Scott “Dilbert” Adams has met Charlie Sheen and thinks he really is a superbeing. This perhaps relates to some well-known cognitive biases. I’m not sure what this one’s called, but the idea is that Adams is probably overweighting his direct impressions: he saw Sheen-on-the-set, not Sheen-beating-his-wife. Also, everybody else hates Sheen, so Adams can distinguish himself by being tolerant, etc.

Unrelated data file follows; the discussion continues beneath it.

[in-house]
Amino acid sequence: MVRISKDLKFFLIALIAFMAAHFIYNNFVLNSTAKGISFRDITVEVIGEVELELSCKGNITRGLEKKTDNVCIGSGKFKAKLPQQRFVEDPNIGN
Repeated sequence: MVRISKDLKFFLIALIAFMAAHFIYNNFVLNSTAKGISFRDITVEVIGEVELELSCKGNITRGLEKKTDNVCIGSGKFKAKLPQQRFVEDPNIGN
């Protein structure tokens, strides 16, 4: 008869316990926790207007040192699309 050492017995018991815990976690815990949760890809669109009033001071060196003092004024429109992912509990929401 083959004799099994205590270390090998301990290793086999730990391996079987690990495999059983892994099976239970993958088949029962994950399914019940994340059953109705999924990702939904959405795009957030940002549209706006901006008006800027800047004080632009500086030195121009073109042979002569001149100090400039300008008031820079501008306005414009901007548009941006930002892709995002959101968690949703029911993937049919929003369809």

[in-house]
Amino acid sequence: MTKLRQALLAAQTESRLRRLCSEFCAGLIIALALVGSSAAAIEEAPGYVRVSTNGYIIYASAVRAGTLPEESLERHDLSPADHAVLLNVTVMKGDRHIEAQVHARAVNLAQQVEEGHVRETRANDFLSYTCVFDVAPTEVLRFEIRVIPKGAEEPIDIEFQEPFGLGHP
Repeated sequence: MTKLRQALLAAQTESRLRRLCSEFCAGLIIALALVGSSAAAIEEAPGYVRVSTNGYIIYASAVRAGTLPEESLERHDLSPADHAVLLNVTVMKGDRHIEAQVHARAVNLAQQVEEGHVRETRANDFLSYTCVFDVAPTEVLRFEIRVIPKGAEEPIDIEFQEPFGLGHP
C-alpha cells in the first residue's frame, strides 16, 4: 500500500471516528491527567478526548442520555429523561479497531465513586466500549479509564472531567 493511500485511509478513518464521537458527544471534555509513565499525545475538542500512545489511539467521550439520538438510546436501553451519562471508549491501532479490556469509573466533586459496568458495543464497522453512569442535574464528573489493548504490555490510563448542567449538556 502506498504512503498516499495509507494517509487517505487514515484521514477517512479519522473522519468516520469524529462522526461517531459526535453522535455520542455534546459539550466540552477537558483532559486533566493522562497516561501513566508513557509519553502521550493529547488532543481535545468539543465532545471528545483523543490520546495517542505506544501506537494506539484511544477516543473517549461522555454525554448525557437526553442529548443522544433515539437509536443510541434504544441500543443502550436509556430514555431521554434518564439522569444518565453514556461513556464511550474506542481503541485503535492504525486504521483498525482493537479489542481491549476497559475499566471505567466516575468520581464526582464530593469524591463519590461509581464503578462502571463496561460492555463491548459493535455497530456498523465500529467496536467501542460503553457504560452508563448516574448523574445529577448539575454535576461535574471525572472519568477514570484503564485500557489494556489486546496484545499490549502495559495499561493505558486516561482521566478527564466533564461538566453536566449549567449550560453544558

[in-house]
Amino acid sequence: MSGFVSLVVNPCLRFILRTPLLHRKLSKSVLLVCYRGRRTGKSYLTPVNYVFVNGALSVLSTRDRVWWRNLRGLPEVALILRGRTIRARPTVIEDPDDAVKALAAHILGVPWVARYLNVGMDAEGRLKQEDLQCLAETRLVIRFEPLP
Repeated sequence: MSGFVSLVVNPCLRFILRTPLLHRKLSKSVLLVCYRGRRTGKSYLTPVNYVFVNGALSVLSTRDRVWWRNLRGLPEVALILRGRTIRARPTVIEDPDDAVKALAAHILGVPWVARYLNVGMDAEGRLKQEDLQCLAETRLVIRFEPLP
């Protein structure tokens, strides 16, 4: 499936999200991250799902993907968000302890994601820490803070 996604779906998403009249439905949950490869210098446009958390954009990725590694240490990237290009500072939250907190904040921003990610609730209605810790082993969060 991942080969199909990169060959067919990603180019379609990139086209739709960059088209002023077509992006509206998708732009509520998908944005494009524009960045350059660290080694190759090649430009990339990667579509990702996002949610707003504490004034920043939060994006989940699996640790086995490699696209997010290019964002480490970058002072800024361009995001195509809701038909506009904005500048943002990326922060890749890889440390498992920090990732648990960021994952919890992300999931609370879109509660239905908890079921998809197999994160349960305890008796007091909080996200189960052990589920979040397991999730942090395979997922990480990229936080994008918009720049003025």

I’m not sure what this latter phenomenon is called, but I’ve noticed it before. When I come into a new situation and meet some person X, who everybody says is a jerk, and then person X happens to act in a civilized way that day, then there’s a real temptation to say, Hey, X isn’t so bad after all. It makes me feel so tolerant and above-it-all. Perhaps that’s partly what’s going on with Scott Adams here: he can view himself as the objective outsider who can be impressed by Sheen, not like all those silly emotional people who get hung up on the headlines. From here, though, it just makes Adams look silly, to be so impressed that Sheen didn’t miss a line of dialogue, etc. The logical next step is the story of how he met John Edwards and was impressed at how statesmanlike he was.